Coming on the heels of a new poll showing support for the replacement of Minneapolis Police Department, Mayor Jacob Frey has re-iterated his backing for the creation of a Department of Public Safety in the city, as well as the removal of police staffing minimums within the city's charter.
In a post on Facebook Saturday, Frey – who has been among the leading supporters of Minneapolis Police Department in the wake of George Floyd's murder, advocating for its reform rather than its replacement – signaled that he is in favor of the creation of a "Department of Public Safety" that would supersede MPD.
"More data backing a both/and approach to police reform and public safety," he posted. "Let’s listen to community and boost officer staffing levels and thoughtfully create a Department of Public Safety — neither of which require a charter change."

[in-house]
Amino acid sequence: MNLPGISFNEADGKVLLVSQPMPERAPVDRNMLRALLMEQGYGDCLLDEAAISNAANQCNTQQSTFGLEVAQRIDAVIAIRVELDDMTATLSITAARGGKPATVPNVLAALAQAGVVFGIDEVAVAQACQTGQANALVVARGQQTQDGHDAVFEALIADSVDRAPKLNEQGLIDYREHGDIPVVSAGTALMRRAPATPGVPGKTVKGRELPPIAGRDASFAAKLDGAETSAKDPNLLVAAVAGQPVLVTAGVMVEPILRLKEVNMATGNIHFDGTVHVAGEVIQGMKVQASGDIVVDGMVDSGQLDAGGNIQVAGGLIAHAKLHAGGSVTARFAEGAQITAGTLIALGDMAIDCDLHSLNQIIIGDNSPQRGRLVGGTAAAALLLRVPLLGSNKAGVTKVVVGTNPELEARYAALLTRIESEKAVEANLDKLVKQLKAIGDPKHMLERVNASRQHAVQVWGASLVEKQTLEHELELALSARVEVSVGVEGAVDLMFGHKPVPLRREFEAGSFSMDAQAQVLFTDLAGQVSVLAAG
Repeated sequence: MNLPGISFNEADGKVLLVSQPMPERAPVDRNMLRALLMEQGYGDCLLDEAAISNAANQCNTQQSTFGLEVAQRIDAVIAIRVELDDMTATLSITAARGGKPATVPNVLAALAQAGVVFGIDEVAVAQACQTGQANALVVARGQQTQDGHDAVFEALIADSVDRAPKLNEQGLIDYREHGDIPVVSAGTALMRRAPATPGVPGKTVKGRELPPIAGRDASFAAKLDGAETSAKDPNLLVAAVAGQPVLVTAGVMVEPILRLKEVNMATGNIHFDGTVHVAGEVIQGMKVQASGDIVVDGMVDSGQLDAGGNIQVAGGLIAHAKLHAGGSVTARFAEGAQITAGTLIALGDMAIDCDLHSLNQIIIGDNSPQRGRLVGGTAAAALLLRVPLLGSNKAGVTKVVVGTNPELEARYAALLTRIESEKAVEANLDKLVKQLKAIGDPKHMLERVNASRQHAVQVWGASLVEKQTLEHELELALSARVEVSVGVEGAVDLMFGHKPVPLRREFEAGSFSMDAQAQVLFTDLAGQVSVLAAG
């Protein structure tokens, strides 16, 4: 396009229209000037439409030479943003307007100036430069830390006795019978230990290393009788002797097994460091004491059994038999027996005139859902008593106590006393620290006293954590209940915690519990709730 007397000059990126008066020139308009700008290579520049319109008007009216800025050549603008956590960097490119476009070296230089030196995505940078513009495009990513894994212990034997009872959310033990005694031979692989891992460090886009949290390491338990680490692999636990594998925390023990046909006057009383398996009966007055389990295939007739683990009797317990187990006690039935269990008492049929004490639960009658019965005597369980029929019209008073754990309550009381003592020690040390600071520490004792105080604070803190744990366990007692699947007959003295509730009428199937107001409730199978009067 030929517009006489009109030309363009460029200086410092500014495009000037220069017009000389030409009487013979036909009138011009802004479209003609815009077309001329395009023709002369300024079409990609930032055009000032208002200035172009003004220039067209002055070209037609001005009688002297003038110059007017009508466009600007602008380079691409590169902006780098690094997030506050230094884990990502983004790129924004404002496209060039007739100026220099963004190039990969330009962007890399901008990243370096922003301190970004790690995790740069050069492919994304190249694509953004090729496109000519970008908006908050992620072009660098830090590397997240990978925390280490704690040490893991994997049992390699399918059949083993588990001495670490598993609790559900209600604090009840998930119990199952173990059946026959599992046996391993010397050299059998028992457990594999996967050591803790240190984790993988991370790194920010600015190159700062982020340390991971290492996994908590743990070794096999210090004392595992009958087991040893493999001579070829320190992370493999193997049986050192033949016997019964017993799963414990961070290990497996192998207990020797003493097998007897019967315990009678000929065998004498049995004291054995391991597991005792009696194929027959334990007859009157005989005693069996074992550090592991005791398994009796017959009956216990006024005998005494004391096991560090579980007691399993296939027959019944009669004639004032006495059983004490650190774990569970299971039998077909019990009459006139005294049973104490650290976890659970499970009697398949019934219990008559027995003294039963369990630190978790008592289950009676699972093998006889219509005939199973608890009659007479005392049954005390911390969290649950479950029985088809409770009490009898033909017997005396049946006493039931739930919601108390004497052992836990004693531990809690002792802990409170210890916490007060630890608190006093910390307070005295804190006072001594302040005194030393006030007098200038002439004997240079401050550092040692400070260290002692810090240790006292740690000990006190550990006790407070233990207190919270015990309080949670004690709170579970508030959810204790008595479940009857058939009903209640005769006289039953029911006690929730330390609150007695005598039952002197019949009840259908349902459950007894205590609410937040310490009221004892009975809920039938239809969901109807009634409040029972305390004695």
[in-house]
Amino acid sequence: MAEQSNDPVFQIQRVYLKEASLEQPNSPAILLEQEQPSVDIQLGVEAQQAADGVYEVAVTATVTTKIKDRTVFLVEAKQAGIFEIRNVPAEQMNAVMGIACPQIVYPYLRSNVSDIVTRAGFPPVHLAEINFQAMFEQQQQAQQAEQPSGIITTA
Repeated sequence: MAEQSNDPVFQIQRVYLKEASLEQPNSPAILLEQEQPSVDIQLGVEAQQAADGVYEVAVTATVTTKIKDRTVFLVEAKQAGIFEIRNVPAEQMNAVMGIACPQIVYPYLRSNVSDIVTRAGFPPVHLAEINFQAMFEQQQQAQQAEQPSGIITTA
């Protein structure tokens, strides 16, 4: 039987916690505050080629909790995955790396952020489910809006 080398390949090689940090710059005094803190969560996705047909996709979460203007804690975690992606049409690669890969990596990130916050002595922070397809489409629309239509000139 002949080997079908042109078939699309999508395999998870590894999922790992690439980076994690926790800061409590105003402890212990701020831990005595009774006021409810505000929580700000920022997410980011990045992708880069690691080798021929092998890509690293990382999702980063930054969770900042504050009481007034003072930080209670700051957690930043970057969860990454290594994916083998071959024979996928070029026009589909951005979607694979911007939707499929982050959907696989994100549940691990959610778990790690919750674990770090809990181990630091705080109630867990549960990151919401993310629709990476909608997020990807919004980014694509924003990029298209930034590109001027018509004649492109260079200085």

In his post, Frey links to the poll commissioned by the Star Tribune, MPR News, KARE 11, and FRONTLINE that reveals there is more support for the creation of the Department of Public Safety than there is against it.
In the poll, 49% of respondents said they approve of creating the department to replace MPD and "focus on public health," as well as giving the city council more say over public safety in the city, compared to 41% opposed and 10% undecided.
Frey's office reached out to Bring Me The News to argue that the mayor's views are not new, as he has supported the creation of a Department of Public Safety for months now, sending clips of appearances he made earlier this year in which he said as much.